Nav: Home

Digital enhancement of cryoEM photographs of protein nanocrystals

January 21, 2016

When cryoEM images are obtained from protein nanocrystals the images themselves can appear to be devoid of any contrast. A group of scientists from the Netherlands have now demonstrated that lattice information can be revealed and enhanced by a specialized filter.

The procedure described by van Genderen et al. [(2016). Acta Cryst. D71, 34-39; doi: 10.1107/S205979831502149X] paves the way towards full three-dimensional structure determination at high resolution for protein crystals. The authors report on how lattice information can be enhanced by means of a wave finder in combination with Wiener-type maximum-likelihood filtering. The lattice filter is a very powerful tool for selecting and analysing extremely low contrast cryo-images of three dimensional protein/peptide nanocrystals. It confirms that the three-dimensional crystals are made up from multiple domains that are slightly differently oriented. Indeed, the algorithm can comfortably deal with multiple crystals with very different orientations, unit cells and/or space groups.

The authors of the paper propose the new lattice filter as a powerful tool for processing very noisy images with crystal factors (and thus the phase information) hidden within them. The filter is able to discriminate between noise images and the very noisy images with very low contrast which contain crystal-like structures. The lattice filter retains the shape of the spots in Fourier space and also retains any phase gradients within the Bragg spots (which determine the domain structure within the crystal). Thus, it retains all of the significant information from the Bragg spots. This will open the way to combining the phases acquired from stationary, two-dimensional images with intensities of rotation diffraction data taken from the same type of crystals. In this way, the authors expect to be able to phase the diffraction information of protein and peptide crystals.
-end-


International Union of Crystallography

Related Protein Articles:

Hi-res view of protein complex shows how it breaks up protein tangles
A new, high-resolution view of the structure of Hsp104 (heat shock protein 104), a natural yeast protein nanomachine with six subunits, may show news ways to dismantle harmful protein clumps in disease.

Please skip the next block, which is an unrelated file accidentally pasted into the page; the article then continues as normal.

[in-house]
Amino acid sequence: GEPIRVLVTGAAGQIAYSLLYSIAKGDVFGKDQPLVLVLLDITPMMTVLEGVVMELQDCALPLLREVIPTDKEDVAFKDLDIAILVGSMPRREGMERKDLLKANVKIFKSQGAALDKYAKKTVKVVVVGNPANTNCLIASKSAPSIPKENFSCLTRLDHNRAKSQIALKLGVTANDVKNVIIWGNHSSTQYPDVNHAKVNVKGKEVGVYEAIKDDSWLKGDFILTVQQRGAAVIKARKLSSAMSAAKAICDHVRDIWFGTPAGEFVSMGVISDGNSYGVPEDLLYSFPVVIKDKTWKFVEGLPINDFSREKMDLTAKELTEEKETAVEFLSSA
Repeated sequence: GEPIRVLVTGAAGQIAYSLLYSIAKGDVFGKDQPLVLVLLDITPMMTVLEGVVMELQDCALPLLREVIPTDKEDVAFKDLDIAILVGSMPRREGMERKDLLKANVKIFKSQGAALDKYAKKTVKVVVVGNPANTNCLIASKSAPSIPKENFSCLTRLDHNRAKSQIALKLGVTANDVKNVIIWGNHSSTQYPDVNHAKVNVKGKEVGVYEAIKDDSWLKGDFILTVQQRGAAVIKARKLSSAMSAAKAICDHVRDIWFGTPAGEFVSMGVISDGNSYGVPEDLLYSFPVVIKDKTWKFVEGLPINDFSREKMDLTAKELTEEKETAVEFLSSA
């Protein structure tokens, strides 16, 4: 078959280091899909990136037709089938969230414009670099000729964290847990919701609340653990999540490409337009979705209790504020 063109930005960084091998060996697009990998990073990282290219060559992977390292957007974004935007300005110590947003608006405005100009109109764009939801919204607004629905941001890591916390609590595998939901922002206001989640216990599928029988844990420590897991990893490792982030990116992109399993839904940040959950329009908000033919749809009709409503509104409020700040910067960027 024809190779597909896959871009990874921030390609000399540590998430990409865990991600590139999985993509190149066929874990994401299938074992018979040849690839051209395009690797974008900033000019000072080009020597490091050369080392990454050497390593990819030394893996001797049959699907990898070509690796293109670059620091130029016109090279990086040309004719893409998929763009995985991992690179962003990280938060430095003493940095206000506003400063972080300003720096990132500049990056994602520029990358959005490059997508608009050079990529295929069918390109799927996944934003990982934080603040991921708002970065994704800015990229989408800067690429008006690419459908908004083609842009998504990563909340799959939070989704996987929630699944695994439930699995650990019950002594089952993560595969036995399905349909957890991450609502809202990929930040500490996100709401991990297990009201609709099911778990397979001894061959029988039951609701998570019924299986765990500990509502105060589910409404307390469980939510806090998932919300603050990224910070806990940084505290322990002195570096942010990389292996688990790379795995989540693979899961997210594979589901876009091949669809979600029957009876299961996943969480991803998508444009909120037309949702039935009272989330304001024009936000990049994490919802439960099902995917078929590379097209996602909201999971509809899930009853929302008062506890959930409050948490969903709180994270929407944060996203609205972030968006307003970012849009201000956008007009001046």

Breaking the protein-DNA bond
A new Northwestern University study finds that unbound proteins in a cell break up protein-DNA bonds as they compete for the single-binding site.
FASEB Science Research Conference: Protein Kinases and Protein Phosphorylation
This conference focuses on the biology of protein kinases and phosphorylation signaling.
Largest resource of human protein-protein interactions can help interpret genomic data
An international research team has developed the largest database of protein-to-protein interaction networks, a resource that can illuminate how numerous disease-associated genes contribute to disease development and progression.
STAT2: Much more than an antiviral protein
A protein known for guarding against viral infections leads a double life, new research shows, and can interfere with cell growth and the defense against parasites.
More Protein News and Protein Current Events

Best Science Podcasts 2019

We have hand picked the best science podcasts for 2019. Sit back and enjoy new science podcasts updated daily from your favorite science news services and scientists.
Now Playing: TED Radio Hour

Teaching For Better Humans
More than test scores or good grades — what do kids need to prepare them for the future? This hour, guest host Manoush Zomorodi and TED speakers explore how to help children grow into better humans, in and out of the classroom. Guests include educators Olympia Della Flora and Liz Kleinrock, psychologist Thomas Curran, and writer Jacqueline Woodson.
Now Playing: Science for the People

#535 Superior
Apologies for the delay getting this week's episode out! A technical glitch slowed us down, but all is once again well. This week, we look at the often troubling intertwining of science and race: its long history, its ability to persist even during periods of disrepute, and the current forms it takes as it resurfaces, leveraging the internet and nationalism to buoy itself. We speak with Angela Saini, independent journalist and author of the new book "Superior: The Return of Race Science", about where race science went and how it's coming back.